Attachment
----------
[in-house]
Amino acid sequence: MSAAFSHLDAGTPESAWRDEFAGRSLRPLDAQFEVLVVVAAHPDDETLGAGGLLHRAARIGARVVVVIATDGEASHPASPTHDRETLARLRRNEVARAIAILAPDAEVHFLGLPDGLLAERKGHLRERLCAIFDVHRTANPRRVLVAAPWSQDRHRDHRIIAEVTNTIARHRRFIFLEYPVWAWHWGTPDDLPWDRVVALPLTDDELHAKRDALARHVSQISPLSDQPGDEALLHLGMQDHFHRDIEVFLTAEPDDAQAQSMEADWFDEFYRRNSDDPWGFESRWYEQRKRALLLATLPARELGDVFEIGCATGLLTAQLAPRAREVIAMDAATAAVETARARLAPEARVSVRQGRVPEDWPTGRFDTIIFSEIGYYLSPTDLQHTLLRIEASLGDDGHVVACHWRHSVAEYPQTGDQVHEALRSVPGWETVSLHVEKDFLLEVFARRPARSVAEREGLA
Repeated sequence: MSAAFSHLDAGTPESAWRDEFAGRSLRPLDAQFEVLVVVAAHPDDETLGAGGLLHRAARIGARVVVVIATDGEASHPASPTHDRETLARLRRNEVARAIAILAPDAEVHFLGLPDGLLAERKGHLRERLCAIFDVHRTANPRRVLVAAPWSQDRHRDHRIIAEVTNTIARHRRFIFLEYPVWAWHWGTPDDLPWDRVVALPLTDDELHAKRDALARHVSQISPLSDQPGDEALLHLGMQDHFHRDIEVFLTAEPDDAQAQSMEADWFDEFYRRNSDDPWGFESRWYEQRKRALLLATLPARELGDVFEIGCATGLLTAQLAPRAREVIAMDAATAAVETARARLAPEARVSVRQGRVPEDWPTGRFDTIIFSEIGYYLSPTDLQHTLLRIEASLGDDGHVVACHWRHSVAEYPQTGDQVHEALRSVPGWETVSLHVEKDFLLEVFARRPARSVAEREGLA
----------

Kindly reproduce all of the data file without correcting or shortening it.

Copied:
[in-house]
Amino acid sequence: MSAAFSHLDAGTPESAWRDEFAGRSLRPLDAQFEVLVVVAAHPDDETLGAGGLLHRAARIGARVVVVIATDGEASHPASPTHDRETLARLRRNEVARAIAILAPDAEVHFLGLPDGLLAERKGHLRERLCAIFDVHRTANPRRVLVAAPWSQDRHRDHRIIAEVTNTIARHRRFIFLEYPVWAWHWGTPDDLPWDRVVALPLTDDELHAKRDALARHVSQISPLSDQPGDEALLHLGMQDHFHRDIEVFLTAEPDDAQAQSMEADWFDEFYRRNSDDPWGFESRWYEQRKRALLLATLPARELGDVFEIGCATGLLTAQLAPRAREVIAMDAATAAVETARARLAPEARVSVRQGRVPEDWPTGRFDTIIFSEIGYYLSPTDLQHTLLRIEASLGDDGHVVACHWRHSVAEYPQTGDQVHEALRSVPGWETVSLHVEKDFLLEVFARRPARSVAEREGLA
Repeated sequence: MSAAFSHLDAGTPESAWRDEFAGRSLRPLDAQFEVLVVVAAHPDDETLGAGGLLHRAARIGARVVVVIATDGEASHPASPTHDRETLARLRRNEVARAIAILAPDAEVHFLGLPDGLLAERKGHLRERLCAIFDVHRTANPRRVLVAAPWSQDRHRDHRIIAEVTNTIARHRRFIFLEYPVWAWHWGTPDDLPWDRVVALPLTDDELHAKRDALARHVSQISPLSDQPGDEALLHLGMQDHFHRDIEVFLTAEPDDAQAQSMEADWFDEFYRRNSDDPWGFESRWYEQRKRALLLATLPARELGDVFEIGCATGLLTAQLAPRAREVIAMDAATAAVETARARLAPEARVSVRQGRVPEDWPTGRFDTIIFSEIGYYLSPTDLQHTLLRIEASLGDDGHVVACHWRHSVAEYPQTGDQVHEALRSVPGWETVSLHVEKDFLLEVFARRPARSVAEREGLA